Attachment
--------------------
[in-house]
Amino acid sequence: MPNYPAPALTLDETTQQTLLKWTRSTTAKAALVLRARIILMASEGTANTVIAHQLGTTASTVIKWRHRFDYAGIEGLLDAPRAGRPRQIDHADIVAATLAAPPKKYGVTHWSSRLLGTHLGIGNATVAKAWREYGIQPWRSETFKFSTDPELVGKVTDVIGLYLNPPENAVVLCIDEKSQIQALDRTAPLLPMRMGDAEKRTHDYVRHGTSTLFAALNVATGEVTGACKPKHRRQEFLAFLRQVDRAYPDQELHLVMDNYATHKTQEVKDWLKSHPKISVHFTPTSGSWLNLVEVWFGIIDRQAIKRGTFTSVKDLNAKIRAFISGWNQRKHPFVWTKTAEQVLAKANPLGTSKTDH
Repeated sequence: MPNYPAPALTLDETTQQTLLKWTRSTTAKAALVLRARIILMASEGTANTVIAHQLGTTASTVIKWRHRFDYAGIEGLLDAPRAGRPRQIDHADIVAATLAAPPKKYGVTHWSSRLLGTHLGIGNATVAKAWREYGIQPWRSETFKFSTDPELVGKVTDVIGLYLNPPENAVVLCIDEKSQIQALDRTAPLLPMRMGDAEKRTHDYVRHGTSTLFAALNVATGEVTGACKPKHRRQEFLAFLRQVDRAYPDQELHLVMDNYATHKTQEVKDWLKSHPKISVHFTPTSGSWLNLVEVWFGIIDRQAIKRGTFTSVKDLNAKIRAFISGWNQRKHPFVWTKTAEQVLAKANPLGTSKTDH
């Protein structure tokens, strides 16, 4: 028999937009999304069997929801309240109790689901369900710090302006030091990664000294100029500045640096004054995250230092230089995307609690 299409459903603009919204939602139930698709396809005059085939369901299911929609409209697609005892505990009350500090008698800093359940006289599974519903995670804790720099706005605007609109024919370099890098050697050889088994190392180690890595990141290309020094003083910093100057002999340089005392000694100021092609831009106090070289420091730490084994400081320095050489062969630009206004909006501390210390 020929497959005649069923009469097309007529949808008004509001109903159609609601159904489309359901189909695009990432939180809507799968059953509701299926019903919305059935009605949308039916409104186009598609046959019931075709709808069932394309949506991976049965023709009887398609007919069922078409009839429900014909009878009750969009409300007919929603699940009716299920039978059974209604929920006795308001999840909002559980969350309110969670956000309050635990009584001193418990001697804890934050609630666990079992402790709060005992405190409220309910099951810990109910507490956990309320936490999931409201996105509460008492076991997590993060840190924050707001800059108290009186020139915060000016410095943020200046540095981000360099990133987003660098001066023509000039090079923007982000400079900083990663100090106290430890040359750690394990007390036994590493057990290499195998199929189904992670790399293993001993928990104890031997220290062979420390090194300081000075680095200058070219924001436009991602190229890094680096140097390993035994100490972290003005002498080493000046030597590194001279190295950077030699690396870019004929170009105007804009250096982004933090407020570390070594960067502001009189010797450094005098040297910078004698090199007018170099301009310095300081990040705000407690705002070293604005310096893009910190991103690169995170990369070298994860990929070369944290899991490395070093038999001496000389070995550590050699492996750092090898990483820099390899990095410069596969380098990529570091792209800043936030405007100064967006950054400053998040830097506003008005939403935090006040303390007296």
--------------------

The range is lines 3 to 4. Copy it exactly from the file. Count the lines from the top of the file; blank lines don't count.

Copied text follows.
Repeated sequence: MPNYPAPALTLDETTQQTLLKWTRSTTAKAALVLRARIILMASEGTANTVIAHQLGTTASTVIKWRHRFDYAGIEGLLDAPRAGRPRQIDHADIVAATLAAPPKKYGVTHWSSRLLGTHLGIGNATVAKAWREYGIQPWRSETFKFSTDPELVGKVTDVIGLYLNPPENAVVLCIDEKSQIQALDRTAPLLPMRMGDAEKRTHDYVRHGTSTLFAALNVATGEVTGACKPKHRRQEFLAFLRQVDRAYPDQELHLVMDNYATHKTQEVKDWLKSHPKISVHFTPTSGSWLNLVEVWFGIIDRQAIKRGTFTSVKDLNAKIRAFISGWNQRKHPFVWTKTAEQVLAKANPLGTSKTDH
């Protein structure tokens, strides 16, 4: 028999937009999304069997929801309240109790689901369900710090302006030091990664000294100029500045640096004054995250230092230089995307609690 299409459903603009919204939602139930698709396809005059085939369901299911929609409209697609005892505990009350500090008698800093359940006289599974519903995670804790720099706005605007609109024919370099890098050697050889088994190392180690890595990141290309020094003083910093100057002999340089005392000694100021092609831009106090070289420091730490084994400081320095050489062969630009206004909006501390210390 020929497959005649069923009469097309007529949808008004509001109903159609609601159904489309359901189909695009990432939180809507799968059953509701299926019903919305059935009605949308039916409104186009598609046959019931075709709808069932394309949506991976049965023709009887398609007919069922078409009839429900014909009878009750969009409300007919929603699940009716299920039978059974209604929920006795308001999840909002559980969350309110969670956000309050635990009584001193418990001697804890934050609630666990079992402790709060005992405190409220309910099951810990109910507490956990309320936490999931409201996105509460008492076991997590993060840190924050707001800059108290009186020139915060000016410095943020200046540095981000360099990133987003660098001066023509000039090079923007982000400079900083990663100090106290430890040359750690394990007390036994590493057990290499195998199929189904992670790399293993001993928990104890031997220290062979420390090194300081000075680095200058070219924001436009991602190229890094680096140097390993035994100490972290003005002498080493000046030597590194001279190295950077030699690396870019004929170009105007804009250096982004933090407020570390070594960067502001009189010797450094005098040297910078004698090199007018170099301009310095300081990040705000407690705002070293604005310096893009910190991103690169995170990369070298994860990929070369944290899991490395070093038999001496000389070995550590050699492996750092090898990483820099390899990095410069596969380098990529570091792209800043936030405007100064967006950054400053998040830097506003008005939403935090006040303390007296």